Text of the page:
Question time for commissioner candidates

by Kevin Meagher

Ballot papers to choose Labour candidates for the new Police and Crime Commissioner roles are set to land on members’ doormats in coming days.

Despite the party’s opposition to the policy, these are important and powerful new roles. Commissioners will set the strategy and budget for their force and revolutionise public accountability, replacing anonymous police authorities with high-profile figureheads to stand up for the public’s priorities.

At least that’s the promise. But will commissioners go native and become little more than the dancing puppet of chief constables? Or will they throw their weight around wrestle with the top brass over where the split between ‘strategic’ and ‘operational’ lies?

Just as importantly, will they reside in their new plush new offices or spend their time out and about, working with communities to tackle crime and improve public safety?

Take it as read each of the candidates will campaign against the government’s crazy police cuts which will see up to 16,000 officers, a similar number of back office roles and 1,800 PCSOs face the chop.

But what are their views on some of the other big issues? Here are a few suggestions about what we should be asking them.

1)    What are candidates’ views on the deployment of water cannons, tasers and baton rounds (rebranded ‘plastic bullets’)? Any repeat of last summer’s riots will undoubtedly lead to further calls for these potentially lethal weapons to be deployed.  However Association of Chief Police Officers President Sir Hugh Orde described water cannons as “useless” in tackling the riots we experienced last August.

Will your commissioner stand up against this creeping militarisation of our policing?

2)    Last week’s Home Office’s white paper, Putting victims first – more effective responses to antisocial behaviour promises a “community trigger” to compel the police and other agencies into action if five households complain about a particular anti-social behaviour problem, or if the same individual complains three times. This comes after Her Majesty’s Inspectorate of Constabulary found that just a quarter of the estimated 14 million actual incidents of anti-social behaviour ever get reported. Yet these still account for 45 per cent of all calls to police – one call every 10 seconds.

What will commissioners do in reality to refocus the police’s effort and end the culture of complacency when it comes to anti-social behaviour?

3)    Candidates will need to work with communities to ensure ‘policing’ isn’t just about the police but how civil society and other public agencies play a bigger role in governing communities. Hack politics and business-as-usual will not be good enough. Especially as a poll last week showed a quarter of voters are ready to back an independent candidate.

How will your commissioner reach out to voters and communities across the political divide and ‘do things differently’?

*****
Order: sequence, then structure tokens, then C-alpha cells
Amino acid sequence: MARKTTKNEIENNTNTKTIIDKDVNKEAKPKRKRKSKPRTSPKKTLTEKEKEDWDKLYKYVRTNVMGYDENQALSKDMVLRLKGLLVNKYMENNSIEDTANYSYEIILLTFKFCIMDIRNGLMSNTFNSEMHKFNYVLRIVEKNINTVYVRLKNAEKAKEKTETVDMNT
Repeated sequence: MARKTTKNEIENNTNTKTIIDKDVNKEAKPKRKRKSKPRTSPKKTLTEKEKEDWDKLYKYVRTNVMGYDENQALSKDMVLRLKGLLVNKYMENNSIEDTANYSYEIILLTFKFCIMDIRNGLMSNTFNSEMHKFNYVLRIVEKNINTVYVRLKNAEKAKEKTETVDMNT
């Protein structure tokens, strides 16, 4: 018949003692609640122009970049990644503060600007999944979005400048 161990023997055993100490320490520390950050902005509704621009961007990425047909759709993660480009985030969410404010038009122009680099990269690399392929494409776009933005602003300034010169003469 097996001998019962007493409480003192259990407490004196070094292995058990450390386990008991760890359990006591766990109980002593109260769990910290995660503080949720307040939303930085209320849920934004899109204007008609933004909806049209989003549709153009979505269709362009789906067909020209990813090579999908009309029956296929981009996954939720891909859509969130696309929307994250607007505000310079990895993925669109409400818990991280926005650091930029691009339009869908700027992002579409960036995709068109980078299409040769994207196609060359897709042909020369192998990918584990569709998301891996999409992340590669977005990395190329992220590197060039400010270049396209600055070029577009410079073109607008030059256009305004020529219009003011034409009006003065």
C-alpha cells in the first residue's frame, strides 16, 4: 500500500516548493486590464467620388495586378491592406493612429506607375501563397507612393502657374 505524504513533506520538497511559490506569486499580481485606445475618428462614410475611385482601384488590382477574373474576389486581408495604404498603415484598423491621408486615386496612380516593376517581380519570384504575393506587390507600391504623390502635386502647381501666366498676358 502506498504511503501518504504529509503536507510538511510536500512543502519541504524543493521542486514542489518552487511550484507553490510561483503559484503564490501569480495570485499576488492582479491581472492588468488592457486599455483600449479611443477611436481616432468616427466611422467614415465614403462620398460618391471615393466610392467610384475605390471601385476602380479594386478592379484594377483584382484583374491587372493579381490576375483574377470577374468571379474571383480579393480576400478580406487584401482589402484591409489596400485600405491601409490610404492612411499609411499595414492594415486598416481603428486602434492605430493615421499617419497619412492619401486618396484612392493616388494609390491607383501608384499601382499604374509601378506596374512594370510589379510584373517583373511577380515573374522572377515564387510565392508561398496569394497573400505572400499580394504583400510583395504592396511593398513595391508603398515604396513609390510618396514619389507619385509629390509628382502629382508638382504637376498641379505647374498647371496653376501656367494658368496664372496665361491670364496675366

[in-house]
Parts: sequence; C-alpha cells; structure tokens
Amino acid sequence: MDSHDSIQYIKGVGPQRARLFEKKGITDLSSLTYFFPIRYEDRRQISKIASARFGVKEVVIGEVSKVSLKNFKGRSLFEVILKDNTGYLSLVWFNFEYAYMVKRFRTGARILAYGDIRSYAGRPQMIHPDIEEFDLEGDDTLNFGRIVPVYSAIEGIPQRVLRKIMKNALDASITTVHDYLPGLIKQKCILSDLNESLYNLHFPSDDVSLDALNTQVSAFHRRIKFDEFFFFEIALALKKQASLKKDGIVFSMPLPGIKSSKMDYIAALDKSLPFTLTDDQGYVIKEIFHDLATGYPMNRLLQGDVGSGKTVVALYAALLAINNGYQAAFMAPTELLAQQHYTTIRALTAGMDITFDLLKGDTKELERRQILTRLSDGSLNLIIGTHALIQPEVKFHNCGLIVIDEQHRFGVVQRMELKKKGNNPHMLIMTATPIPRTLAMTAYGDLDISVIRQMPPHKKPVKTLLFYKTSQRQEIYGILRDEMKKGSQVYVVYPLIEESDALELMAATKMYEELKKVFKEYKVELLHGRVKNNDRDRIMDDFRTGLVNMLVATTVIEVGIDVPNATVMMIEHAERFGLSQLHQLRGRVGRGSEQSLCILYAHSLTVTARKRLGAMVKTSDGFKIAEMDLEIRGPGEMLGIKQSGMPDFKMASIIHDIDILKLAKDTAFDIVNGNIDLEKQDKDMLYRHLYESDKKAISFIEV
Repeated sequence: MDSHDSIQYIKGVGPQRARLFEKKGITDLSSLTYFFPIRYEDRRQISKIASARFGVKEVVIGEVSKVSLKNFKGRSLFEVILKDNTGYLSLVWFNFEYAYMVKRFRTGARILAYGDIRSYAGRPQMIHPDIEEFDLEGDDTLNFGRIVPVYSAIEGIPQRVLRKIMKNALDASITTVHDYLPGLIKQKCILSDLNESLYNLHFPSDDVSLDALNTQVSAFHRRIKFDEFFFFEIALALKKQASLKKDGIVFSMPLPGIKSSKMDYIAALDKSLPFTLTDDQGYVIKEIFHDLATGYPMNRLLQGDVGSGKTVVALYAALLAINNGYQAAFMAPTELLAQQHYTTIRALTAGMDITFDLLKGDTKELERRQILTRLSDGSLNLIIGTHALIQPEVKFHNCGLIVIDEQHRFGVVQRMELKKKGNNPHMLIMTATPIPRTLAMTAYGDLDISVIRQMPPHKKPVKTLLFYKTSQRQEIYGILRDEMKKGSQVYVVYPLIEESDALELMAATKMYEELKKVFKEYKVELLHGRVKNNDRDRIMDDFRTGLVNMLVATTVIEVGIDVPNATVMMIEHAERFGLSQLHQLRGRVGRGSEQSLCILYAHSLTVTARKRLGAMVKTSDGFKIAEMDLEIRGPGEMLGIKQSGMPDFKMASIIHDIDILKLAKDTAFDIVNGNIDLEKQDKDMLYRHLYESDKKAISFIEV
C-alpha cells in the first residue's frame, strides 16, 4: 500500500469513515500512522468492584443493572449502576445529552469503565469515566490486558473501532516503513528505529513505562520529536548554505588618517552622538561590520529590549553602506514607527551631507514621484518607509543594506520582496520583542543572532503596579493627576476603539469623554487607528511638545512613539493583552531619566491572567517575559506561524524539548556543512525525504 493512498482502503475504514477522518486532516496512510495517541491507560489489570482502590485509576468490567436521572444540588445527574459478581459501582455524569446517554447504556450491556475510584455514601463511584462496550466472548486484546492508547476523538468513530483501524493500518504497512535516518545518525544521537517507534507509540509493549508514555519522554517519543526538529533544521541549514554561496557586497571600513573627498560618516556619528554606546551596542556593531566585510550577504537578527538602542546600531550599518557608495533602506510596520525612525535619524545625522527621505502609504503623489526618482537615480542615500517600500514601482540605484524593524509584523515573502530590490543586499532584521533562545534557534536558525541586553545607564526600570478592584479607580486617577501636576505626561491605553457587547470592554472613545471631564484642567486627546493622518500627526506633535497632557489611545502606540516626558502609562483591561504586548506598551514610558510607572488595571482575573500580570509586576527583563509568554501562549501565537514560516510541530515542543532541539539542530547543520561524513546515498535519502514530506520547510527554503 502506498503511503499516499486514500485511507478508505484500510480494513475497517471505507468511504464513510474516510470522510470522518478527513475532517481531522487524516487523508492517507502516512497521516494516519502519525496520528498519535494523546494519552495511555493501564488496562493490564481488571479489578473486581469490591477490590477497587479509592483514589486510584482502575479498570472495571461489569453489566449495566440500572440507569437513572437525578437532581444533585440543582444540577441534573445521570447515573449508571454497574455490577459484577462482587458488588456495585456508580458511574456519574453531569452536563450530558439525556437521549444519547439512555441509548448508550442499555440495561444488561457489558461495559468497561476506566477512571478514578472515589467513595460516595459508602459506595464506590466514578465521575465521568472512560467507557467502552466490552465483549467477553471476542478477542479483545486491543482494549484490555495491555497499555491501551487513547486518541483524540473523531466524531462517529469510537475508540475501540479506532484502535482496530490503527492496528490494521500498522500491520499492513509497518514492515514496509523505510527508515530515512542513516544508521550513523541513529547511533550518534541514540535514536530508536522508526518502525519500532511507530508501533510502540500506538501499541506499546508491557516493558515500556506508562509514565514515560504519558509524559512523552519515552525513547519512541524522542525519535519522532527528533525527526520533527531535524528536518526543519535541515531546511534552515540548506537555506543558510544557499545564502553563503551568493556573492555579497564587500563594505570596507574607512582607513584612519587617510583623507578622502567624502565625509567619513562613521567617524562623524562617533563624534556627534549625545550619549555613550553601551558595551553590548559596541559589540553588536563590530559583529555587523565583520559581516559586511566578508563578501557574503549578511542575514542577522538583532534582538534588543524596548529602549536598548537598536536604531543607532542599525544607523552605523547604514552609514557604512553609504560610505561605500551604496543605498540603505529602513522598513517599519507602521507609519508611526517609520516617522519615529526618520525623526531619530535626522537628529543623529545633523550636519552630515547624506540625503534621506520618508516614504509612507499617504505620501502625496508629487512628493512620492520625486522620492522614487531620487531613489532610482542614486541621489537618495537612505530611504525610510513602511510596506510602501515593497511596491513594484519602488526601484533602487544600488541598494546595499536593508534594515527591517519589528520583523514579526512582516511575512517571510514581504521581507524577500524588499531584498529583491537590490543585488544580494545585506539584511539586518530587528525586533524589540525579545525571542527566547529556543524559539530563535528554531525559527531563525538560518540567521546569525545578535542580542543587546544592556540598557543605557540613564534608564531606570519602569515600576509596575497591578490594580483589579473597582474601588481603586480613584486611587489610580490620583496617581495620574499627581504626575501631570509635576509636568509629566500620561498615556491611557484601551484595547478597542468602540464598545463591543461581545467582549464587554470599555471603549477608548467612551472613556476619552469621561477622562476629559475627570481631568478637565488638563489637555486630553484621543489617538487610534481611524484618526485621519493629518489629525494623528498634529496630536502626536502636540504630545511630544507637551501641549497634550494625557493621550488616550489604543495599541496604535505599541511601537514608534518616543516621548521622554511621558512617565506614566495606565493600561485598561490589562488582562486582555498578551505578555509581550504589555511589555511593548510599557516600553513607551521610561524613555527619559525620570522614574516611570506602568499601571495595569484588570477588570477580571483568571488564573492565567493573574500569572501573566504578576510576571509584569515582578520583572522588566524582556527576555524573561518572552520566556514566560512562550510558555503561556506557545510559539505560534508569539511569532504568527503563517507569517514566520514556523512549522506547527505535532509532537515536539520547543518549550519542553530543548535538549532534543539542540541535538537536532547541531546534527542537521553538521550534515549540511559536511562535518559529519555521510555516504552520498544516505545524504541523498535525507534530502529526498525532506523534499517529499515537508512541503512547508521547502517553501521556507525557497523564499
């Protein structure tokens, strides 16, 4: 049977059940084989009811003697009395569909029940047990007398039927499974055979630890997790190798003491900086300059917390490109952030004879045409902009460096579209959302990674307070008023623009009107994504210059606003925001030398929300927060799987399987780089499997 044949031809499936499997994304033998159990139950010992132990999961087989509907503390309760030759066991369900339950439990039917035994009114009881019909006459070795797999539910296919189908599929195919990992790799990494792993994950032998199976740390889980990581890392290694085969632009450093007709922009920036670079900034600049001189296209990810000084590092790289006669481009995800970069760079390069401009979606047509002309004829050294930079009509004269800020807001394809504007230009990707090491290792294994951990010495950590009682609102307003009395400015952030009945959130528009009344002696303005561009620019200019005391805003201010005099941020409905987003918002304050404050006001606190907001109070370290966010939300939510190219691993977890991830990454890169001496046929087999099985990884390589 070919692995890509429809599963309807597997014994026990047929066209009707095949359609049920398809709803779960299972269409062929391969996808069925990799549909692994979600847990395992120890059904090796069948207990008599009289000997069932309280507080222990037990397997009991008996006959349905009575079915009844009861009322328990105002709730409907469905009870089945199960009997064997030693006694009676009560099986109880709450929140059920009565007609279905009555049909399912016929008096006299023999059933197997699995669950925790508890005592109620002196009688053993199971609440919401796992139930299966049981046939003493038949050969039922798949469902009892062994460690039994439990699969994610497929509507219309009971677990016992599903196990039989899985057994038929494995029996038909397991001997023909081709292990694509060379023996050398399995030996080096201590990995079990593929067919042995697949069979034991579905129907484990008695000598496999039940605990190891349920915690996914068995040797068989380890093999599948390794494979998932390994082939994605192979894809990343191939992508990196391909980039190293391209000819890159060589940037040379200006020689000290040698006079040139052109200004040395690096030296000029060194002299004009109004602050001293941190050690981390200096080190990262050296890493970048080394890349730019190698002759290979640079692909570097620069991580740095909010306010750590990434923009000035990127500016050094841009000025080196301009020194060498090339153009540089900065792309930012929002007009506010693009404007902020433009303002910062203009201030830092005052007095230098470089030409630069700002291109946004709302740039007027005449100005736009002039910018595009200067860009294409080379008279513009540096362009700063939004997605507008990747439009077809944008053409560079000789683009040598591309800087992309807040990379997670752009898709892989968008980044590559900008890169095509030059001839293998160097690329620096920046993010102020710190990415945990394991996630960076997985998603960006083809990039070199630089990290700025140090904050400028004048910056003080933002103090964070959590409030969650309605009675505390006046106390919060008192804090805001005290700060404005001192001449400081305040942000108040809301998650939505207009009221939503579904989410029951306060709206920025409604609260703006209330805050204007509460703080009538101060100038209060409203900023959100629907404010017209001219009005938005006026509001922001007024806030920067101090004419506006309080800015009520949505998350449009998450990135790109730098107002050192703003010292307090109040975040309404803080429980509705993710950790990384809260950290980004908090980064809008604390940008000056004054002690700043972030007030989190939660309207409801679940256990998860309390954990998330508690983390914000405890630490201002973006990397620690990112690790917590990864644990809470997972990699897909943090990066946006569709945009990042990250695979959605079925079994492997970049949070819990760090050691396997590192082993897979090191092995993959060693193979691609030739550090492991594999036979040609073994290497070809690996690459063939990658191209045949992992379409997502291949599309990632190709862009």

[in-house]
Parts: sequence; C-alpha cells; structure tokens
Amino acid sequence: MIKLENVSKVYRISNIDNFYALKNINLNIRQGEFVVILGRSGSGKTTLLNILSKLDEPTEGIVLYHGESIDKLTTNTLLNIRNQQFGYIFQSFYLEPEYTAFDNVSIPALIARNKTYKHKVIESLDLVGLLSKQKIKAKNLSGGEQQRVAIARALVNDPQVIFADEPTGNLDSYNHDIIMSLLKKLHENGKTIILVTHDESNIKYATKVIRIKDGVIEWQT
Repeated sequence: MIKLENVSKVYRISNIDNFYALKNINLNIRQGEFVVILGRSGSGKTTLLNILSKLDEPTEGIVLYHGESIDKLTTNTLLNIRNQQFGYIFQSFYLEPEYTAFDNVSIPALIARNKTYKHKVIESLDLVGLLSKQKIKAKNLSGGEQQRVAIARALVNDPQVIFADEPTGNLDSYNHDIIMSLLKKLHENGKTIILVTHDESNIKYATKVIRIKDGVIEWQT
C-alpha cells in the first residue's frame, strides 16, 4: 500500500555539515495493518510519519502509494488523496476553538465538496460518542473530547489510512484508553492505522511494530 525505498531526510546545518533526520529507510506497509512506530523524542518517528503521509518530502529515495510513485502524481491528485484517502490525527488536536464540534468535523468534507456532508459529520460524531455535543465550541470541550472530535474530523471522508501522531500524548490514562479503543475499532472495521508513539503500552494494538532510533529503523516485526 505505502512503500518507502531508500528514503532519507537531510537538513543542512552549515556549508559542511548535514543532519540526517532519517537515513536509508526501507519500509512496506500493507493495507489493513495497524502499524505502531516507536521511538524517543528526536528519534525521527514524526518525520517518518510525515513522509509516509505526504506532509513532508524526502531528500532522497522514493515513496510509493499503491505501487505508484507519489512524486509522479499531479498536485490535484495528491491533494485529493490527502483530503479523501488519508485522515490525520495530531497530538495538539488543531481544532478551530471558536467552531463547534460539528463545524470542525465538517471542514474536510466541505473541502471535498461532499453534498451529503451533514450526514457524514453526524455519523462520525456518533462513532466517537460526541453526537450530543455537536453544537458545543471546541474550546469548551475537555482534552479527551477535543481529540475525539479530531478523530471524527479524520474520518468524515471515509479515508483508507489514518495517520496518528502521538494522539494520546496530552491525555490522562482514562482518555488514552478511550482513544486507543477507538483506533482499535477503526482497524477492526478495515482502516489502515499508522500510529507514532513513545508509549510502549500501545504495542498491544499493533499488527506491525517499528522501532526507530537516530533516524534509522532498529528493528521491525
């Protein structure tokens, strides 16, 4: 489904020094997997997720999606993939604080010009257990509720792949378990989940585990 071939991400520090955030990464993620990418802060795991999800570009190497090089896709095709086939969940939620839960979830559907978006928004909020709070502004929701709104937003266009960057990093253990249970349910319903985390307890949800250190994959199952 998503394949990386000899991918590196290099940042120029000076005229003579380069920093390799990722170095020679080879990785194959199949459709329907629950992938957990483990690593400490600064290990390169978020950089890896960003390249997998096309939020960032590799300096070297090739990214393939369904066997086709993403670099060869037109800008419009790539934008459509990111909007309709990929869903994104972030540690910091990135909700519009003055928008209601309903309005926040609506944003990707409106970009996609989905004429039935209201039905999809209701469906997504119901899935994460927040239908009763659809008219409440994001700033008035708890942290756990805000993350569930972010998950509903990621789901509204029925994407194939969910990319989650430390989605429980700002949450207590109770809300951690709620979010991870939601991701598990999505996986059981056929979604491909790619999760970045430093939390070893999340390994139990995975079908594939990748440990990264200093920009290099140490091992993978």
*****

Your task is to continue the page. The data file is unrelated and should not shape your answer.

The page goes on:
4)    The West Midlands and Surrey forces have halted plans to privatise aspects of policing until after the Olympics to allow for more public consultation. They were looking at privatising functions including emergency call handling, prisoner transfer and neighbourhood patrols.

In these financially straitened times, how do candidates intend to make use of the private sector without compromising public accountability?

5)    There are 43 forces in England and Wales – of all shapes and sizes. Duplication and inefficiency are inevitable. Last week ACPO President Sir Hugh Orde described the current arrangements as “a patchwork quilt of sub optimal solutions which don’t provide the public with consistency or value for money.”

That’s why Labour’s home secretary Charles Clarke tried to regionalise forces.

Will our commissioners have enough vision – and selflessness – to support reducing the overall number of forces – and, by extension, the number of commissioners too?

Kevin Meagher is associate editor of Labour Uncut

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2 Responses to “Question time for commissioner candidates”

  1. swatantra says:

    An extremely poignant article.
    The whole Commissioner thing has been rushed. You can’t do these sort of things in just one year without planning for failure. OK you’ll get a handful of good Commissioer but the majority will be duds.
    Charles Clarke for all his faults and vindictiveness, and the Labour Govt were on the right track : Regionialism is the Future; that means Police ad Emergency Services, Regional Assemblies with sensible Budgets and Tax raisng powers and RDAs. Its called rationalisation and consolidation and unification, and the point of 43 separate bodies doing their own thing is well made; its a waste of duplication and effort and resources. When the Labour Govt put Regionalism to a Referendum, the electorate in its simplicity voted it down. The fact is the electorate don’t understand the issues or referendums for that matter.
    And Sir Hugh Orde is wrong about water cannons and other civil disorder revention measures. These will come anyway, so why not now; they’ll only be used in the last resort anyway. The Govt is not helping by abolishing the ASBOs, and bribging them back under a new name.; of course the ASBO’s had to be simplified and the whole process made quicker. The Police has always been criticised for their response time. Well the whole CJS system also has to be criticised for failing to bring villans to justice pronto. Its a disgrace. Summary Justice is the best and mos effective form of justice it is quick and immediate and ts what villans understand.

  2. Paul says:

    “What, if anything, will you bring from your membership and experience of a political party with socialist values which will make you distinguishable from the candidates of other parties and none?”

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